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At the global scale, greenhouse gas emissions amounted to 33 gigatons of CO2
equivalent in 2014 and may reach 38 gigatons
in 2040, due mostly to the burning of fossil fuels (IEA 2015). Historical data demonstrate trends in decoupling through decarbonization and improved efficiency, but the current trend still indicates a global temperature increase beyond the 2°C threshold target of the Paris Agreement (Figure 4.11) (IEA 2015; United Nations 2015b; IEA 2016). This likely overshoot warrants bolder action.
The economics of transition to low-carbon energy sources have been greatly assisted by a dramatic reduction in the cost of renewables, especially wind and solar photovoltaic systems. Solar photovoltaic systems experienced a price decline of 23 per cent for each cumulative doubling of production over the last 35 years. In many cases these costs are now lower than those of conventional fossil fuel electricity generation technologies (International Renewable Energy Agency [IRENA] 2015). Further reductions are expected making them possibly the best economic-environmental option in practically every country in the world before 2025 (Figure 4.12).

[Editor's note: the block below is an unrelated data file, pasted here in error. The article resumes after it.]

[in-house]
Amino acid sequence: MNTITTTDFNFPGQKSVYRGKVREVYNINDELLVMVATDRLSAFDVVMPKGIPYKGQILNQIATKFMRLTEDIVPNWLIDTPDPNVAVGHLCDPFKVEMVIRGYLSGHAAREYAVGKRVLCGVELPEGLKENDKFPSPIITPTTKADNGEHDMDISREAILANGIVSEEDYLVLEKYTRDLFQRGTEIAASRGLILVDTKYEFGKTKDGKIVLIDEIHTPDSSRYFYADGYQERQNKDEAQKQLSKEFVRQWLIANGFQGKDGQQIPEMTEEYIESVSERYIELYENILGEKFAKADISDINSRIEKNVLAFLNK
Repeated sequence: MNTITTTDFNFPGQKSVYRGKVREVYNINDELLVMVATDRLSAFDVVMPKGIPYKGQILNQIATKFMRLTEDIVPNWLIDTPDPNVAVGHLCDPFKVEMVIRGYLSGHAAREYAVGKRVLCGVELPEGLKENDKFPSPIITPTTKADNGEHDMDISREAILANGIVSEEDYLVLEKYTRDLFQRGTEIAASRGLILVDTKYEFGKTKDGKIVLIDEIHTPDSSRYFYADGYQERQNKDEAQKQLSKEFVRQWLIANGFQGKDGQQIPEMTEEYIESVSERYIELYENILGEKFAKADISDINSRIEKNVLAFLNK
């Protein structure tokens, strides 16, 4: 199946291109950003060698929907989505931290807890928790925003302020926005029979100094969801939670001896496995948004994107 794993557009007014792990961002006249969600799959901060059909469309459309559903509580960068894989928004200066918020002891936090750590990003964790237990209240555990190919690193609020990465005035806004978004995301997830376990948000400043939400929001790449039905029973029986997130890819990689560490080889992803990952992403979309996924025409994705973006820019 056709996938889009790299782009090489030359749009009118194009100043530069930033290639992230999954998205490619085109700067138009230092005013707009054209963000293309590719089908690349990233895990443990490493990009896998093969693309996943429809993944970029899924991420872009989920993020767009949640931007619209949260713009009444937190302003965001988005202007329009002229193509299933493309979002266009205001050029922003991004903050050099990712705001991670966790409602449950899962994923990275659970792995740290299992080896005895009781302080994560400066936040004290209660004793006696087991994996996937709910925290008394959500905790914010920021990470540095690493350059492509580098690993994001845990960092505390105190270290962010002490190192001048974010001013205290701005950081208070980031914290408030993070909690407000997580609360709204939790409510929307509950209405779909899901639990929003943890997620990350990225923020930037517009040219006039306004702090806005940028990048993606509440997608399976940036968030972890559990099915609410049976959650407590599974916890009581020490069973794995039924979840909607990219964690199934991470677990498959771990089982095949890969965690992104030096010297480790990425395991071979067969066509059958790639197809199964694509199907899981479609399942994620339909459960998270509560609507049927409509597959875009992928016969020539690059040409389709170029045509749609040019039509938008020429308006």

Figure 4.11: Technology wedges to achieve the 2°C pathway
34 30 26 22 18
2010 2020 Year Energy efficiency
Source: IEA (2015).
Fuel & technology switching in end-uses
Baseline 17.9 Gt 450 Scenario 2030 2040
2014 USD/kWh Figure 4.12: Ranges of levelized cost of electricity for different renewable power generation technologies, 2014 and 2025
0.1 Range of 2014 fossil fuel electricity costs 4 0.0
Source: IRENA (2015).
Setting the Stage
Wind onshore Wind offshore Solar PV-Grid CSP PTC (no storage) CSP PTC (6 h storage) CSP ST (6-15 h storage) Biomass-Stoker/BFB/CFB Gt CO2 Biomass-Gasification Biomass-AD Biomass Co-firing Biomass non-OECD Hydropower Geothermal